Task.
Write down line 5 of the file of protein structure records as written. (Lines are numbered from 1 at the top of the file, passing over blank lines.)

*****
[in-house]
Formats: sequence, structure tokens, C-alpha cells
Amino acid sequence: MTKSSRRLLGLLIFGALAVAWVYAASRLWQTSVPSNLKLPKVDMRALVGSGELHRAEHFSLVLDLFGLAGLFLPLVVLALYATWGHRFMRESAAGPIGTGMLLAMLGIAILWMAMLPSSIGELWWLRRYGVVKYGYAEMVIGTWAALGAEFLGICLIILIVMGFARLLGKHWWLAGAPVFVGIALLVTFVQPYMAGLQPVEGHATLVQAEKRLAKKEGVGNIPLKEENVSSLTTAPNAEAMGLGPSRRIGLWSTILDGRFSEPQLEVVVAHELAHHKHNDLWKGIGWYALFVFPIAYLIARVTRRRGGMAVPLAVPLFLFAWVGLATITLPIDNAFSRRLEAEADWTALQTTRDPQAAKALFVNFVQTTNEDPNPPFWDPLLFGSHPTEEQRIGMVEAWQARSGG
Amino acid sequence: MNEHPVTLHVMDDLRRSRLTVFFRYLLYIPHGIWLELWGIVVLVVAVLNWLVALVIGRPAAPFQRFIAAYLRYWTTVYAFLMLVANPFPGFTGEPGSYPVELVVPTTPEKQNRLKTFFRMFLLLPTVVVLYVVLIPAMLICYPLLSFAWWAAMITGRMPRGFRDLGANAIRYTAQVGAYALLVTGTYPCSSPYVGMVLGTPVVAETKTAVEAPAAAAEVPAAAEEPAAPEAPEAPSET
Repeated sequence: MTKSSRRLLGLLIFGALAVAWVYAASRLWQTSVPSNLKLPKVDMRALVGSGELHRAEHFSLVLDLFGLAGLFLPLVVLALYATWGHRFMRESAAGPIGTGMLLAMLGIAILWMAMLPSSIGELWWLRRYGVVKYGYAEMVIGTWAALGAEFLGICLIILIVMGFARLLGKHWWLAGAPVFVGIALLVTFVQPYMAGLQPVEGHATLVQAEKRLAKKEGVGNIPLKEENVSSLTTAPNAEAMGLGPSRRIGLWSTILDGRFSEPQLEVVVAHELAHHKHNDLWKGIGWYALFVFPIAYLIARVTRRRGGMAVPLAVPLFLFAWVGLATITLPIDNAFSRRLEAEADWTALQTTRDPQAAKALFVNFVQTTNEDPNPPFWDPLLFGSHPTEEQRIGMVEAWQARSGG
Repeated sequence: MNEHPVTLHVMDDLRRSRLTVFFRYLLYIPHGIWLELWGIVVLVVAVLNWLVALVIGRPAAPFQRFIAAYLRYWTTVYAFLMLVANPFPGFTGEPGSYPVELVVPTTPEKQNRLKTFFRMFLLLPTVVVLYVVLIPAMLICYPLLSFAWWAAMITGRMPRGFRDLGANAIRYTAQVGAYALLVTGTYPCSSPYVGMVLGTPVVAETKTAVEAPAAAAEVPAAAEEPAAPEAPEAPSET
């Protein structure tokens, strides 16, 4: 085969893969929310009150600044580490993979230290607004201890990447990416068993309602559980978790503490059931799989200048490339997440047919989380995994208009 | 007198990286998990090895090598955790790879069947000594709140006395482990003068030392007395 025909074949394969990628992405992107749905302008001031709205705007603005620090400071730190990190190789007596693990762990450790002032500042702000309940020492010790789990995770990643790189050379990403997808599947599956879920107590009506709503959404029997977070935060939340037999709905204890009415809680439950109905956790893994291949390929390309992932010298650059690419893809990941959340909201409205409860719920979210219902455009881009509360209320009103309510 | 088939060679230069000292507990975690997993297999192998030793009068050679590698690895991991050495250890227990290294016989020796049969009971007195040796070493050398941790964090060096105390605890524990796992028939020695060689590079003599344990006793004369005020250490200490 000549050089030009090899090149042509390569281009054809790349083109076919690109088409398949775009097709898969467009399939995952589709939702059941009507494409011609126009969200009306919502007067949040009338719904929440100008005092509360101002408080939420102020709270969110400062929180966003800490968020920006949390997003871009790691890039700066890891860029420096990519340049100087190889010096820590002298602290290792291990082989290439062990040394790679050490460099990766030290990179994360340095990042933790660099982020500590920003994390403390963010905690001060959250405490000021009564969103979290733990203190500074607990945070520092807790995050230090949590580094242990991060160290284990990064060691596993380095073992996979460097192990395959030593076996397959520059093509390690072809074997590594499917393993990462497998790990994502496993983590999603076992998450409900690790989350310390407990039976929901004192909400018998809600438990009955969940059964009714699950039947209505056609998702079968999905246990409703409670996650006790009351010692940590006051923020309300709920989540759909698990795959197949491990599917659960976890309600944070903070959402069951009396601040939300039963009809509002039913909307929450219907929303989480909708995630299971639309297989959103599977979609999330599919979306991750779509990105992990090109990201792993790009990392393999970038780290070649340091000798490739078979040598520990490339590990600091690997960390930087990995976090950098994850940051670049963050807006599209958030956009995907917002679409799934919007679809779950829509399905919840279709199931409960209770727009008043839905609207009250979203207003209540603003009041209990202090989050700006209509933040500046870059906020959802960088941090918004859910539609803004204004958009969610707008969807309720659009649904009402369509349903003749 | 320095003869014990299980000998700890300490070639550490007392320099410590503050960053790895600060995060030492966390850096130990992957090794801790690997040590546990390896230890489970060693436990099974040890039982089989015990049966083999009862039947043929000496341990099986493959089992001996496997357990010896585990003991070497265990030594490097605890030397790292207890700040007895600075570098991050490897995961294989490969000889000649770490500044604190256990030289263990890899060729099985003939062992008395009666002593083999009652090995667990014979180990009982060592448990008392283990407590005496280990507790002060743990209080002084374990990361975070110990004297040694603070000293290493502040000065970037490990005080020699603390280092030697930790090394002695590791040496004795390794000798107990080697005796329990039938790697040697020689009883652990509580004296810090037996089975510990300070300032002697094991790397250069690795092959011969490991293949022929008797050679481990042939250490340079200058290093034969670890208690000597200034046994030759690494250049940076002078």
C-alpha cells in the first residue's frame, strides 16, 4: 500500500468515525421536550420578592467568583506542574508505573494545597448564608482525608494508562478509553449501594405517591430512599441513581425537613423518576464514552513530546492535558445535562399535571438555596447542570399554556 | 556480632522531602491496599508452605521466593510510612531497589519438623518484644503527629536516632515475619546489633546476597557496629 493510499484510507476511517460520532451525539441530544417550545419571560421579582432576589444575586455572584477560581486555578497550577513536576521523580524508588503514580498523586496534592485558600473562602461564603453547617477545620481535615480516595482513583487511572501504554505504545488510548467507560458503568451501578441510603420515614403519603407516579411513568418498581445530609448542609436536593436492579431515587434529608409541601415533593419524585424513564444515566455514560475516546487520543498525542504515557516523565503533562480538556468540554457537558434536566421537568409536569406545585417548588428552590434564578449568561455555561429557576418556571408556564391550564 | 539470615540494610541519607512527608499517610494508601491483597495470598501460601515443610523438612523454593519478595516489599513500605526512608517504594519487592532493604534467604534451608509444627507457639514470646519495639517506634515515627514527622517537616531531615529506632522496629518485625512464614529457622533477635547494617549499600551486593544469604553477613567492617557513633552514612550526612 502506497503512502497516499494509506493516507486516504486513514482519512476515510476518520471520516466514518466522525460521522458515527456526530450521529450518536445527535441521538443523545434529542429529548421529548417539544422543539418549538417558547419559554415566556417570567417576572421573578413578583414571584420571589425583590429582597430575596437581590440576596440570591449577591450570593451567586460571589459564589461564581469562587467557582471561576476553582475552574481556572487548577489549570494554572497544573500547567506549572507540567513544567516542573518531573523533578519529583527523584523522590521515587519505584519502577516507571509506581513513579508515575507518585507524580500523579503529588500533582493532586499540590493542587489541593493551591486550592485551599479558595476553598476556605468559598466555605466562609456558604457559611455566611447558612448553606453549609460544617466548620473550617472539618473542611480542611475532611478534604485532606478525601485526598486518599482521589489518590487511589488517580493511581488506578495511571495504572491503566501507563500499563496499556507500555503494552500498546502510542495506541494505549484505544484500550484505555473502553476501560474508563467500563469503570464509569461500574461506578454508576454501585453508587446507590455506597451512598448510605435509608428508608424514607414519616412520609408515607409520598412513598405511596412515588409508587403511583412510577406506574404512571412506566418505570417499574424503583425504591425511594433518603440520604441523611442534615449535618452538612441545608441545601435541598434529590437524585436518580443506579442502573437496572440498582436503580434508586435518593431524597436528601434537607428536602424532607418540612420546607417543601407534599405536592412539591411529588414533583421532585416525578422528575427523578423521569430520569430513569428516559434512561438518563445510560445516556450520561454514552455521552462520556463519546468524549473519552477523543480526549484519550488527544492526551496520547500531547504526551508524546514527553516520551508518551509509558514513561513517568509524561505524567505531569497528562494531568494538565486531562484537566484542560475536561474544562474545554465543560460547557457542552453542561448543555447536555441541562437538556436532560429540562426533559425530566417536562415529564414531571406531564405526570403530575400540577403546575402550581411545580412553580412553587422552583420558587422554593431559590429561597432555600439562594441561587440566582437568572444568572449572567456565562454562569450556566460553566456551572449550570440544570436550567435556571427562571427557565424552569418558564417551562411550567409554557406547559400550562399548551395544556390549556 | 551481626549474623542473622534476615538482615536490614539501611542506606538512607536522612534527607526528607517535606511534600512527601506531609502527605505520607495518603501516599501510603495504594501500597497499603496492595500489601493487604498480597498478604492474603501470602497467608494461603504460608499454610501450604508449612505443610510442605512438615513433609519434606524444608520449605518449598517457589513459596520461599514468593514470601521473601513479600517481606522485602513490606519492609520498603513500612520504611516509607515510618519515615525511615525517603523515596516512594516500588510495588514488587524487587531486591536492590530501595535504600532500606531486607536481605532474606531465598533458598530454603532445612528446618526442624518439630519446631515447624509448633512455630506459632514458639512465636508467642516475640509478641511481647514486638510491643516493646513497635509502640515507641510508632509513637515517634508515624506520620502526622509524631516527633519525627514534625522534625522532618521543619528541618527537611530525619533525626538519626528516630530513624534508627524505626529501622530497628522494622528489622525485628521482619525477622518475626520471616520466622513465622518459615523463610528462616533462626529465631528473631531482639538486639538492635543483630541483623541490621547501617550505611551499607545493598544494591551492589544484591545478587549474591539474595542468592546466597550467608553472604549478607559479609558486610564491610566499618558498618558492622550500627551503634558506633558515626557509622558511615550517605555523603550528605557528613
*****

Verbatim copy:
Repeated sequence: MTKSSRRLLGLLIFGALAVAWVYAASRLWQTSVPSNLKLPKVDMRALVGSGELHRAEHFSLVLDLFGLAGLFLPLVVLALYATWGHRFMRESAAGPIGTGMLLAMLGIAILWMAMLPSSIGELWWLRRYGVVKYGYAEMVIGTWAALGAEFLGICLIILIVMGFARLLGKHWWLAGAPVFVGIALLVTFVQPYMAGLQPVEGHATLVQAEKRLAKKEGVGNIPLKEENVSSLTTAPNAEAMGLGPSRRIGLWSTILDGRFSEPQLEVVVAHELAHHKHNDLWKGIGWYALFVFPIAYLIARVTRRRGGMAVPLAVPLFLFAWVGLATITLPIDNAFSRRLEAEADWTALQTTRDPQAAKALFVNFVQTTNEDPNPPFWDPLLFGSHPTEEQRIGMVEAWQARSGG